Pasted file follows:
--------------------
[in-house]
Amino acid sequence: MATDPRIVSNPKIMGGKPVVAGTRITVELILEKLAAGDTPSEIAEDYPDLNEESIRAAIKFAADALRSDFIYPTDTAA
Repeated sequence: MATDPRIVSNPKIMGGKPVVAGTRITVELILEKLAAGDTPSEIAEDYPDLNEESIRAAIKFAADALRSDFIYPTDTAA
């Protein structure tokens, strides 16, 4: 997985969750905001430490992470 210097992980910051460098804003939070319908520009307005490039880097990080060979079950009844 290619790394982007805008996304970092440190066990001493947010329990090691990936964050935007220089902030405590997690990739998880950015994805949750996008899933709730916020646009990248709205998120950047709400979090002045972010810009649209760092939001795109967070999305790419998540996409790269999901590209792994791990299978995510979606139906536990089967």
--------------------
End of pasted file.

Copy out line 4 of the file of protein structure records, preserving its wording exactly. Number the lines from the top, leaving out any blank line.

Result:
């Protein structure tokens, strides 16, 4: 997985969750905001430490992470 210097992980910051460098804003939070319908520009307005490039880097990080060979079950009844 290619790394982007805008996304970092440190066990001493947010329990090691990936964050935007220089902030405590997690990739998880950015994805949750996008899933709730916020646009990248709205998120950047709400979090002045972010810009649209760092939001795109967070999305790419998540996409790269999901590209792994791990299978995510979606139906536990089967």